God bless our military. The complete success of the raid that took out ISIS founder and leader Abu Bakr al-Bahgdadi is just the latest reminder of how good our forces are at taking the fight to the enemies of the United States. But not every threat to our safety can be eliminated by a daring helicopter raid and brave group of special forces. For most of them, we need to maintain our dominance in force training and technology. As was most famously President Ronald Reagan’s philosophy, we can only maintain peace through strength.
The idea should not be controversial – if it is known that you can take care of yourself, that you know how to fight, the schoolyard bully is much less likely to try and steal your lunch. No other nations have directly challenged the United States military because they know they’d lose, and lose badly.
But those nations likely to desire to challenge the US military are not sitting back on the military capacity they have, they’re scrambling to find new ways and weapons to be able to challenge us and our allies.
It was reported this week that North Korea is “running out of patience” with the United States. Of course, they’ve never really stopped their missile program either. Kim Jong-Un has no respect for life, beyond his own, so maintaining tactical dominance over him is important.
Similarly, Vladimir Putin isn’t likely to directly take on the U.S. military, but he is working feverishly to constantly upgrade his military capacity to find an advantage. Iran, too, has made it its goal to improve their missile capacity and build a nuclear weapon. China is flexing its muscles in Hong Kong and the South China Sea and there’s no reason to think their plans end there.
If we sit on what we have now, we will be lapped by one or more of them eventually. Just as bad, they will get to the point where they are confident enough to assert their military might even more in important regions they have influence in around the world.
We need to keep them in check by keeping them in our rearview mirror, from a military capacity perspective.
That means an “all of the above” strategy.
It would be nice if we could be content with what we have now, and if what we have now were perfect in perpetuity. But they know what we have, and use the goal of evading it as their benchmark in the development of new weapons systems. That means we have to constantly innovate.
The Space Force is one bold idea to keep the US.. on top. Depending on how it shakes out, it would give the U.S. an important advantage of surveillance and speed of action. The quicker we can detect a threat and react to it, the less likely the threat is to materialize in the first place.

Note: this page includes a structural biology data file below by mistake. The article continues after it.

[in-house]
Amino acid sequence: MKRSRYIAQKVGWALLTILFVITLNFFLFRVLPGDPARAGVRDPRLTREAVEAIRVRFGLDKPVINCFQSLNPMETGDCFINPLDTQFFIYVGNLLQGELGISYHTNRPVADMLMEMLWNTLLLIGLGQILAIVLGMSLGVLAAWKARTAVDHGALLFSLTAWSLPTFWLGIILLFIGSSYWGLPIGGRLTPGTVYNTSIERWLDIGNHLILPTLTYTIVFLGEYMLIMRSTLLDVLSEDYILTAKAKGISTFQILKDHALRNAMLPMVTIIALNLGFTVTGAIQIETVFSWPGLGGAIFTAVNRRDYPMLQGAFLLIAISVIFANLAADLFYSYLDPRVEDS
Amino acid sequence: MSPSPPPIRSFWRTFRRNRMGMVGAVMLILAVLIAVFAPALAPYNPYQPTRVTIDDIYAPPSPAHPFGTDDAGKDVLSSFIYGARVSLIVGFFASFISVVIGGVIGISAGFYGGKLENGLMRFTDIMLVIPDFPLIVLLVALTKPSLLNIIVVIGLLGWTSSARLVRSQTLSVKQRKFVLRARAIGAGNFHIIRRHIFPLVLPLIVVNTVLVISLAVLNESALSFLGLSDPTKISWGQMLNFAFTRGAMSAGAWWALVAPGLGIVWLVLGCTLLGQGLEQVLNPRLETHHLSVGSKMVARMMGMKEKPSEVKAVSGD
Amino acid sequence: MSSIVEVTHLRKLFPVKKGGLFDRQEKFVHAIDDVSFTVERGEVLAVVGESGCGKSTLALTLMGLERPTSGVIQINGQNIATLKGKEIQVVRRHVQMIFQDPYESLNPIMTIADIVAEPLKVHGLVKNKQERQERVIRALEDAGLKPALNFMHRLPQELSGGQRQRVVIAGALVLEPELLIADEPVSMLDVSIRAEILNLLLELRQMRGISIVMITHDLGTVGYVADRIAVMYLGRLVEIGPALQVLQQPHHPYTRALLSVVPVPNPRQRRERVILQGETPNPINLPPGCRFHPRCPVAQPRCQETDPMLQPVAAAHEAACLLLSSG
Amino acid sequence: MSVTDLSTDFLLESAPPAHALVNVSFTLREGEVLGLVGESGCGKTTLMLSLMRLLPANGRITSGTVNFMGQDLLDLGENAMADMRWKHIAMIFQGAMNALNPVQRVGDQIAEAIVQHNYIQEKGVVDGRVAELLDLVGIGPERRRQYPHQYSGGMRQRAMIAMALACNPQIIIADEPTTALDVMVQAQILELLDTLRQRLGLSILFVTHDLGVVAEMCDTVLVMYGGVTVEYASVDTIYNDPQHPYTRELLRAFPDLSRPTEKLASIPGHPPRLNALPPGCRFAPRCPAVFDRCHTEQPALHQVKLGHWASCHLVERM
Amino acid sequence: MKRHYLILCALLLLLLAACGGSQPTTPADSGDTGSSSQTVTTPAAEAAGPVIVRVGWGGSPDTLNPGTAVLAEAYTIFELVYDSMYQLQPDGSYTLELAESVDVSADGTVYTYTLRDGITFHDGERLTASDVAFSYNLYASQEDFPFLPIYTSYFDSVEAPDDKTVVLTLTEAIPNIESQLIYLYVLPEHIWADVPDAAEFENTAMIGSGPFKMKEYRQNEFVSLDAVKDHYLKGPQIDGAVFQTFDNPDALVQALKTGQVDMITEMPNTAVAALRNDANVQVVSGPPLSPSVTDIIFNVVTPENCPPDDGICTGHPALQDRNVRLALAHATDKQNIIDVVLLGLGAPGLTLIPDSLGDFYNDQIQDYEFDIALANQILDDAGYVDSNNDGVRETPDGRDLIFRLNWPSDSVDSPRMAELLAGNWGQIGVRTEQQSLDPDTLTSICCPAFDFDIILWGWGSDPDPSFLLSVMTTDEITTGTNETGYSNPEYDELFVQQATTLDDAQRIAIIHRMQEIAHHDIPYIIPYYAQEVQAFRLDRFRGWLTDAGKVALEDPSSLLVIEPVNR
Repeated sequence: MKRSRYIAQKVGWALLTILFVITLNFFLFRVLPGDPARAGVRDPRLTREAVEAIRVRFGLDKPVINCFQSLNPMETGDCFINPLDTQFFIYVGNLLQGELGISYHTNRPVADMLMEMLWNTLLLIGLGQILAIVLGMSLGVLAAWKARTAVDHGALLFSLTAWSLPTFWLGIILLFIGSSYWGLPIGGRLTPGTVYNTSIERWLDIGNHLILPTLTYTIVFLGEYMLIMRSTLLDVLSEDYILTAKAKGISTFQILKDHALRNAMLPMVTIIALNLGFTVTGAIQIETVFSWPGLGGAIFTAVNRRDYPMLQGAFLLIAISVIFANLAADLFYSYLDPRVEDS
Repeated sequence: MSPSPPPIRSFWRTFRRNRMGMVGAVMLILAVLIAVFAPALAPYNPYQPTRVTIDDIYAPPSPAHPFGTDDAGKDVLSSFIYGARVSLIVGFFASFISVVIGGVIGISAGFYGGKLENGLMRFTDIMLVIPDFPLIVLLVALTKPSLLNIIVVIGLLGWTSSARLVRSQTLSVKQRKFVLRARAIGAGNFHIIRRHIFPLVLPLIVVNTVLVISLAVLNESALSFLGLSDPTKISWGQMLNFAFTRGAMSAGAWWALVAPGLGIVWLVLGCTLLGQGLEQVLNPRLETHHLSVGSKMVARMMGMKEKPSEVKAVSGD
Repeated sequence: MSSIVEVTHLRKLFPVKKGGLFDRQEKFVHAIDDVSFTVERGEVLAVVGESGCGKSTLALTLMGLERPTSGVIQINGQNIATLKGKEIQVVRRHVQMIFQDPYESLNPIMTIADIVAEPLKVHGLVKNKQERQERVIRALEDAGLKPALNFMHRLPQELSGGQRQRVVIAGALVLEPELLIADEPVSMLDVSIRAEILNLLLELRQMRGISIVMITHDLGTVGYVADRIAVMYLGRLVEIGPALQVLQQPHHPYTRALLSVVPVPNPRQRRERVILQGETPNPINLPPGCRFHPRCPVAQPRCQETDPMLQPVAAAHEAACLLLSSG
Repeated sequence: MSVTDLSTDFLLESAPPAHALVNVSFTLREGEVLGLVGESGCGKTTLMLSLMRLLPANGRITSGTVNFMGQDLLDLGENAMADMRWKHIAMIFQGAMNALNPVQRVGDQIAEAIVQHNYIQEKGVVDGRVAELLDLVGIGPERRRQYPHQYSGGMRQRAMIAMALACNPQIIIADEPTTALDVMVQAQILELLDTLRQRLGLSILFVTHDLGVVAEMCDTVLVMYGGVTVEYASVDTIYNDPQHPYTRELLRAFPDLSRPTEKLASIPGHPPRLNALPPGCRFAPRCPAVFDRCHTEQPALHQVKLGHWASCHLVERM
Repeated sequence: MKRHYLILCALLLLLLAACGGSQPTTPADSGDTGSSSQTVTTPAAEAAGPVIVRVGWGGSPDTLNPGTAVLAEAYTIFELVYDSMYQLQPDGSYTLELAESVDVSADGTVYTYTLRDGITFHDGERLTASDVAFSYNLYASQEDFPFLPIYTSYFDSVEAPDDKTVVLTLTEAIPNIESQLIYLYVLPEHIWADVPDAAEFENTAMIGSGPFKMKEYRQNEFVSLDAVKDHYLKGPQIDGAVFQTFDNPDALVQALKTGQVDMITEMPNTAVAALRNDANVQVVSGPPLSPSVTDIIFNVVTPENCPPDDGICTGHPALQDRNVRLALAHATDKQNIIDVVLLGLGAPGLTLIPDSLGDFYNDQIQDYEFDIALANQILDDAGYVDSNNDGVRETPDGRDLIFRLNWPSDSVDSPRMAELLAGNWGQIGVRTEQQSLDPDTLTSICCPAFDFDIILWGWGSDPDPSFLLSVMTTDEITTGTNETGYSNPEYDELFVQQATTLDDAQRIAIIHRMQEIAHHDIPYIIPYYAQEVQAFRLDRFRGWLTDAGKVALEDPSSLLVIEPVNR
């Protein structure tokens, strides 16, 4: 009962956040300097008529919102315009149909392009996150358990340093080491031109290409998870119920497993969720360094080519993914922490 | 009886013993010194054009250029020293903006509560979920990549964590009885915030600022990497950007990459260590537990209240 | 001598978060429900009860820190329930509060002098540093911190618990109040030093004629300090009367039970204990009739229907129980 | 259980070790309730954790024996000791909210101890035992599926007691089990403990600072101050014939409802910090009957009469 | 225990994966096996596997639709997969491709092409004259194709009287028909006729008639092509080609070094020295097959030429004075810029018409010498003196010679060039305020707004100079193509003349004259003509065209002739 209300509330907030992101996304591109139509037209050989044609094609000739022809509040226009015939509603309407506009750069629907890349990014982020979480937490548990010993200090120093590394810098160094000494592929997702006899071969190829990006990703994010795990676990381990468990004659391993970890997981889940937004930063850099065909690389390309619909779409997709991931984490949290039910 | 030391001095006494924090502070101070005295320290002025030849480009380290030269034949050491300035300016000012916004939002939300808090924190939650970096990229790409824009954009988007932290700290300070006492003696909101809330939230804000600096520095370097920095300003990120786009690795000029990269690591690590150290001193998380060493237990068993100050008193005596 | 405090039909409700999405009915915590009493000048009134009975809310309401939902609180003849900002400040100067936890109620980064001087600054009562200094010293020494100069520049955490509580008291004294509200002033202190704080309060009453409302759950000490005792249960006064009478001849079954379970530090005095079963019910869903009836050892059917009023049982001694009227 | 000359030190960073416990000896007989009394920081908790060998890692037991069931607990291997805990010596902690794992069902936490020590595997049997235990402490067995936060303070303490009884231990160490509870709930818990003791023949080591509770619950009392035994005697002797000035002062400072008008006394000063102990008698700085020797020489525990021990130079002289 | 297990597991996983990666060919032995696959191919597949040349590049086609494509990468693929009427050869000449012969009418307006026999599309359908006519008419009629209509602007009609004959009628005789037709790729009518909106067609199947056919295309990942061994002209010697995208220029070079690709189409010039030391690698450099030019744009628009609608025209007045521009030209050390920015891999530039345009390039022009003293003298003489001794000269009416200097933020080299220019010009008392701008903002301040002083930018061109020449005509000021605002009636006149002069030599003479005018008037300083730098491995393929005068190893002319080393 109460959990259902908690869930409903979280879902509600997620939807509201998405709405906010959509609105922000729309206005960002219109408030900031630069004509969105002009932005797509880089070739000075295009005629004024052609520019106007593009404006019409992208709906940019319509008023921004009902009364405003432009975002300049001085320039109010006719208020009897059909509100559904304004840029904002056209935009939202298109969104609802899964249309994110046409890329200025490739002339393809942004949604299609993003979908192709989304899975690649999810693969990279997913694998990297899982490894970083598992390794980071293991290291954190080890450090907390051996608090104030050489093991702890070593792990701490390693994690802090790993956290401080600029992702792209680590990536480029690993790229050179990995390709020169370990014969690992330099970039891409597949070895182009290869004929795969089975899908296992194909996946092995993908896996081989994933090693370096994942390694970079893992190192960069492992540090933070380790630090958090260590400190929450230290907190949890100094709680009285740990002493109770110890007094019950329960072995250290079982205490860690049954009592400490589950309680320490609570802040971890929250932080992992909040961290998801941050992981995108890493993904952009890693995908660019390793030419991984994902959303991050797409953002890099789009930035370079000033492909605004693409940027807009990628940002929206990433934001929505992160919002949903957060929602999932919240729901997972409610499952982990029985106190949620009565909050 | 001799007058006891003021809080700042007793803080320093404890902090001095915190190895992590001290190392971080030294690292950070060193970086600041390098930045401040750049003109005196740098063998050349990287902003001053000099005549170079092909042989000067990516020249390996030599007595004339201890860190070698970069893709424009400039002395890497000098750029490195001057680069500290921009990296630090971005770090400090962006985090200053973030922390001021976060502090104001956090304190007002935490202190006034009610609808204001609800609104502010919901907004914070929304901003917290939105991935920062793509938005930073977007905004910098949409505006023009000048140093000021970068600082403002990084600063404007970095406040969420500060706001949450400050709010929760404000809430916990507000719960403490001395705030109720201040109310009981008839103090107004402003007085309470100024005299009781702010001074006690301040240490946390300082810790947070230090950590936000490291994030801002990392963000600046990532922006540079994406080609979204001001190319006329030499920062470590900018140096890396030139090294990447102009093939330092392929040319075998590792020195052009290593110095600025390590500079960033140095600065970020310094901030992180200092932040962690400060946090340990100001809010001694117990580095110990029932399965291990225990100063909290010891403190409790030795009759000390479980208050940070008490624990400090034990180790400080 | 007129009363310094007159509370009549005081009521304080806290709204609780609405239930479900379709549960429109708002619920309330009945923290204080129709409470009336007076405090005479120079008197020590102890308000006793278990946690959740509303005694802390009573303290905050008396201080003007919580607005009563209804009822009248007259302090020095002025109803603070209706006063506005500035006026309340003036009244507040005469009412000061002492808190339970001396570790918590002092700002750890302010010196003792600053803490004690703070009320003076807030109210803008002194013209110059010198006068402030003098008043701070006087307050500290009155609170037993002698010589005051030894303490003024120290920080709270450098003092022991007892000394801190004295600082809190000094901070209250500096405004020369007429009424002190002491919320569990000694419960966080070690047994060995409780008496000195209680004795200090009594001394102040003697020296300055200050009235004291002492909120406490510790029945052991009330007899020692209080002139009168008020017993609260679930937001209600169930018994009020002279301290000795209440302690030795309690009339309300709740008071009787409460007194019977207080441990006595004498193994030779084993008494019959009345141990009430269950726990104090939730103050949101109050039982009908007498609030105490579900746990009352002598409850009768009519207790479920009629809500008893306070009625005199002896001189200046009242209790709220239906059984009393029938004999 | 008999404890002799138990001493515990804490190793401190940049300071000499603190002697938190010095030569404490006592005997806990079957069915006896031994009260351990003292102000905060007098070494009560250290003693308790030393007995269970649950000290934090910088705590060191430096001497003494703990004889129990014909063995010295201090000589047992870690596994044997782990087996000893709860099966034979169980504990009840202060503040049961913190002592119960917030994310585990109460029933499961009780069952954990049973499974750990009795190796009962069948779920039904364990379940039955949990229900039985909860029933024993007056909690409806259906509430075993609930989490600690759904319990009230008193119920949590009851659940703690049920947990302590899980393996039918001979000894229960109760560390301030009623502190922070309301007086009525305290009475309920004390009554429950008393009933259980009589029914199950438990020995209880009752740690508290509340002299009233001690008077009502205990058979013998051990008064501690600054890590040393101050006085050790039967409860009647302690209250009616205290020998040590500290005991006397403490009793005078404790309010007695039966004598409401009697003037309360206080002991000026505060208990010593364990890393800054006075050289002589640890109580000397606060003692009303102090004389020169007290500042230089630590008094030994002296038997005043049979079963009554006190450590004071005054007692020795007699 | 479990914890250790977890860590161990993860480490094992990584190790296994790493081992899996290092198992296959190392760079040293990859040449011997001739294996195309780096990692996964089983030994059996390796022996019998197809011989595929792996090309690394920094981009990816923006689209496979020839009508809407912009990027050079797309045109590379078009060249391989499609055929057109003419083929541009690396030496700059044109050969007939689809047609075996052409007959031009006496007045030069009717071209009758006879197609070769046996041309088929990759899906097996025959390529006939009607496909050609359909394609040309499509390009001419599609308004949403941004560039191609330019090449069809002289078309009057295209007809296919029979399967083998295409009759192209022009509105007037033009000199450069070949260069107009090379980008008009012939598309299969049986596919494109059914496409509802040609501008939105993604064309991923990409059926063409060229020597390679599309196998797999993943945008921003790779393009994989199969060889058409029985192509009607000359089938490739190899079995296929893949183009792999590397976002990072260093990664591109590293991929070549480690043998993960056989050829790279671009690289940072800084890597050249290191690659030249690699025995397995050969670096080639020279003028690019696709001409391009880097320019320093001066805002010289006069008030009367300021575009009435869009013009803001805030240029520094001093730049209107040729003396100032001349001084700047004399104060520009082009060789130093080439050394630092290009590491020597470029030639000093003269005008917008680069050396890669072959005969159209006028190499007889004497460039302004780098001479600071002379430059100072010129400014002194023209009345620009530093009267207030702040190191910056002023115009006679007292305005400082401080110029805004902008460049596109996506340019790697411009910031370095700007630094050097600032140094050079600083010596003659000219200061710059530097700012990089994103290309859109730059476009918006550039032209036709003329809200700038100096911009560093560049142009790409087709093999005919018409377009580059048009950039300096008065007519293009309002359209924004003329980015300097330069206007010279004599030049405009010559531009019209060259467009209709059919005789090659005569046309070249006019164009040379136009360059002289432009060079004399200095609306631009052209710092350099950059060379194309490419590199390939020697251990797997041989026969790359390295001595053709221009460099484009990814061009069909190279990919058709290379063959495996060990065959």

One of the most important areas we need to maintain our superiority in is missile defense. All of these adversaries are focusing on creating missile systems to evade or overwhelm our current missile defenses. Any attack on our homeland will likely be in the form of a missile. Yet the Ground-Based Midcourse Defense system, one of our best shields against the weapons hostile nations are developing, remains woefully under-deployed. Despite a directive from President Trump to do so, 20 new interceptors “are not in the ground protecting the American people.”
On sheer numbers, the Army missed its recruiting goal last year. A strong economy always makes recruiting lag, and the economy is booming under President Trump. Technology, through new weapons systems and missile defense systems, can help fill that hole, and are incredibly important even in times when recruiting is up.
Complacency is the enemy of security. And being the big kid on the block has enabled us to become complacent. But our enemies are never complacent. They have objectives that are the antithesis of our national and security interests. Only through maintaining our dominance can we keep them and their desires at bay without direct confrontation.
Liberals like to point out how much more we spend on our defense than other countries do. That we do affords them the luxury of being able to complain about it. We need to maintain our technological offensive and defensive advantages over the rest of the world in case we ever need it, but mostly in the hope that we don’t.